Salomon
ok. so take the square root of both sides, now you have plus or minus the square root of 20= x-6
ninjadapaul
oops. ignore that.
ninjadapaul
so you not have an equal sign anywhere in the original equation?
ninjadapaul
hmm
Abhi
is it a question of log
Abhi
🤔.
Abhi
I rally confuse this number And equations too I need exactly help
salma
But this is not salma it's Faiza live in lousvile Ky I garbage this so I am going collage with JCTC that the of the collage thank you my friends
salma
Commplementary angles
Idrissa Reply
hello
Sherica
im all ears I need to learn
Sherica
right! what he said ⤴⤴⤴
Tamia
hii
Uday
hi
salma
what is a good calculator for all algebra; would a Casio fx 260 work with all algebra equations? please name the cheapest, thanks.
Kevin Reply
a perfect square v²+2v+_
Dearan Reply
kkk nice
Abdirahman Reply
algebra 2 Inequalities:If equation 2 = 0 it is an open set?
Kim Reply
or infinite solutions?
Kim
The answer is neither. The function, 2 = 0 cannot exist. Hence, the function is undefined.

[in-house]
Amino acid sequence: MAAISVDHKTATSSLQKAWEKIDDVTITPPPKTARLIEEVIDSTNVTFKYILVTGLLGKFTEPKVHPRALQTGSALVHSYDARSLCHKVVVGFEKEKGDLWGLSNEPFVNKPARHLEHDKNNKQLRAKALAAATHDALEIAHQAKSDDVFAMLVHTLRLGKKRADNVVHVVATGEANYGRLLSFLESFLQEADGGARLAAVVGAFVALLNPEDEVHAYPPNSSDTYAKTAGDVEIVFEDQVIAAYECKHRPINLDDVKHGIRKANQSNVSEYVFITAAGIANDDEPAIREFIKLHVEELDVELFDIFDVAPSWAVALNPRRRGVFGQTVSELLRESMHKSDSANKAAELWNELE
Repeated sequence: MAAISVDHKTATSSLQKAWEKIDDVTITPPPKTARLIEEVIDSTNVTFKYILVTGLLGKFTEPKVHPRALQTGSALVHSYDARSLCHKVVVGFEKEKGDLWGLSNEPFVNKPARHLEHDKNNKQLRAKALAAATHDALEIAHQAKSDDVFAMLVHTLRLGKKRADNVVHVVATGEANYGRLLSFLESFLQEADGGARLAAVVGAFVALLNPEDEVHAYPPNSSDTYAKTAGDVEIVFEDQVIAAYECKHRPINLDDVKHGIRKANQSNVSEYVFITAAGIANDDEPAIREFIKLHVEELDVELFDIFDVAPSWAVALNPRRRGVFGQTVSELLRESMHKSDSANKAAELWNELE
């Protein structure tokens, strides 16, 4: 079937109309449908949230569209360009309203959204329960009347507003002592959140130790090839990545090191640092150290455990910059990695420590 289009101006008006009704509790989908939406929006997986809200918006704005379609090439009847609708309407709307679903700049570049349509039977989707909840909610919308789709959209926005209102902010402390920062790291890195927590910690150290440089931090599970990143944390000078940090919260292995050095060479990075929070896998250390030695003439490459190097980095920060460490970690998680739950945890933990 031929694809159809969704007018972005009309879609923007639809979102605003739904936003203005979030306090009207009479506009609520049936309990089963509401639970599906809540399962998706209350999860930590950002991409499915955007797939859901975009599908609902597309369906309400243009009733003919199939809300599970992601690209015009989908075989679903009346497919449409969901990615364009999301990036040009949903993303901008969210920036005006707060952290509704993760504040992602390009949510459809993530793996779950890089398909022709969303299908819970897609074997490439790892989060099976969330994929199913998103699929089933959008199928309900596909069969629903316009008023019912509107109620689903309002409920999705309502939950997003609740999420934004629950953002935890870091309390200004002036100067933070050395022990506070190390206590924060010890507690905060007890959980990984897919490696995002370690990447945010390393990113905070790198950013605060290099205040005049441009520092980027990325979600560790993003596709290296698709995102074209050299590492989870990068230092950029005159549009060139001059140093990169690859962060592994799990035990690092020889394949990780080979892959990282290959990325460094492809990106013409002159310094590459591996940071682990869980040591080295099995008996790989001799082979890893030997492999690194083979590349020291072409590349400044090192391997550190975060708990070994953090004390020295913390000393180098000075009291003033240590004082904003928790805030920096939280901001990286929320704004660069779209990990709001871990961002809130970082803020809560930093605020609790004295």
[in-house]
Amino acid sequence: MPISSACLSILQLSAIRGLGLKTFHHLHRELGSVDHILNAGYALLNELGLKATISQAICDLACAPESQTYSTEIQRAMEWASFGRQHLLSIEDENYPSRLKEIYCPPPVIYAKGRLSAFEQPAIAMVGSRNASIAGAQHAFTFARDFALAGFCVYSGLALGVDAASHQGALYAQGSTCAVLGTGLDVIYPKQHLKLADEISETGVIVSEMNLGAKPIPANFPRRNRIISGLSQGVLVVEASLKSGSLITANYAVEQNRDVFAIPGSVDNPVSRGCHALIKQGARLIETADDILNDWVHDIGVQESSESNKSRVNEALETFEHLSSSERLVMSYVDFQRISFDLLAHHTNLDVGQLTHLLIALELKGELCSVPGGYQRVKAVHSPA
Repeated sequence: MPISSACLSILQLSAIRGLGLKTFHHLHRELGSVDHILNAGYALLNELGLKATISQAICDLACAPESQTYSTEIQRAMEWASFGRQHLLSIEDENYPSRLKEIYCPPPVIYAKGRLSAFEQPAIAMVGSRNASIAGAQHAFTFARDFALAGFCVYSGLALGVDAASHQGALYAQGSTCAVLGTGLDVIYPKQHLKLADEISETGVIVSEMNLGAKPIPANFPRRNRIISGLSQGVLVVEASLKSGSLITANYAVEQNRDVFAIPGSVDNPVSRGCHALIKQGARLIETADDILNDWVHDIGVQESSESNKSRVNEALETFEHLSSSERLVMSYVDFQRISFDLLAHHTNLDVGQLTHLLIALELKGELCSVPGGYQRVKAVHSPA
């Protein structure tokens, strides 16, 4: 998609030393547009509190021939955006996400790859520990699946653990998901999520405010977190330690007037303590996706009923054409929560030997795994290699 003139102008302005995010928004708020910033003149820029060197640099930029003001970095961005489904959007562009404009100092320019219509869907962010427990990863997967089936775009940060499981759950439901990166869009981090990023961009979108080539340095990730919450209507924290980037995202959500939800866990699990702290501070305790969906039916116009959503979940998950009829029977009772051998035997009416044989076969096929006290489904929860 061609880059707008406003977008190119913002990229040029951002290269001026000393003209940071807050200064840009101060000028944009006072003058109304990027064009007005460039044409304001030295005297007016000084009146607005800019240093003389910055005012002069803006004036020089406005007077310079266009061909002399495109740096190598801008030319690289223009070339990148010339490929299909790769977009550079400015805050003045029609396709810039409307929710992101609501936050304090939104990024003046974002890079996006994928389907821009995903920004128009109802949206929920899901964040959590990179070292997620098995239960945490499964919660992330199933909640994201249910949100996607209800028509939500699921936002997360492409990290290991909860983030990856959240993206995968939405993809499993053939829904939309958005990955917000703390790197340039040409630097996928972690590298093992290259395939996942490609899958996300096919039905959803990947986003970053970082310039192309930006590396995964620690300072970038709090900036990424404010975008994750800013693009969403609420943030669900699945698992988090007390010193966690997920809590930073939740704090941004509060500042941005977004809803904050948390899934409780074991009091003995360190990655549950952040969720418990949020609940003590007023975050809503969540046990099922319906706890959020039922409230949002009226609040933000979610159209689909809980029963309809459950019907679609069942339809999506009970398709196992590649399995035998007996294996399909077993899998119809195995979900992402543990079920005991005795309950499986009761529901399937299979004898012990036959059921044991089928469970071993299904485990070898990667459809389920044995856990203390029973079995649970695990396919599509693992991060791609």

Al
y=10×
Embra Reply
if |A| not equal to 0 and order of A is n prove that adj (adj A = |A|
Nancy Reply
rolling four fair dice and getting an even number an all four dice
ramon Reply
Kristine 2*2*2=8
Bridget Reply
Differences Between Laspeyres and Paasche Indices
Emedobi Reply
No. 7x -4y is simplified from 4x + (3y + 3x) -7y
Mary Reply
how do you translate this in Algebraic Expressions
linda Reply
Need to simplify the expresin. 3/7 (x+y)-1/7 (x-1)=
Crystal Reply
. After 3 months on a diet, Lisa had lost 12% of her original weight. She lost 21 pounds. What was Lisa's original weight?
Chris Reply
what's the easiest and fastest way to the synthesize AgNP?
Damian Reply
China
Cied
types of nano material
abeetha Reply
I start with an easy one. carbon nanotubes woven into a long filament like a string
Porter
many many of nanotubes
Porter
what is the k.e before it land
Yasmin
what is the function of carbon nanotubes?
Cesar
I'm interested in nanotube
Uday
what is nanomaterials​ and their applications of sensors.
Ramkumar Reply
what is nano technology
Sravani Reply
what is system testing?
AMJAD
preparation of nanomaterial
Victor Reply
Yes, Nanotechnology has a very fast field of applications and their is always something new to do with it...
Himanshu Reply
good afternoon madam
AMJAD
what is system testing
AMJAD
what is the application of nanotechnology?
Stotaw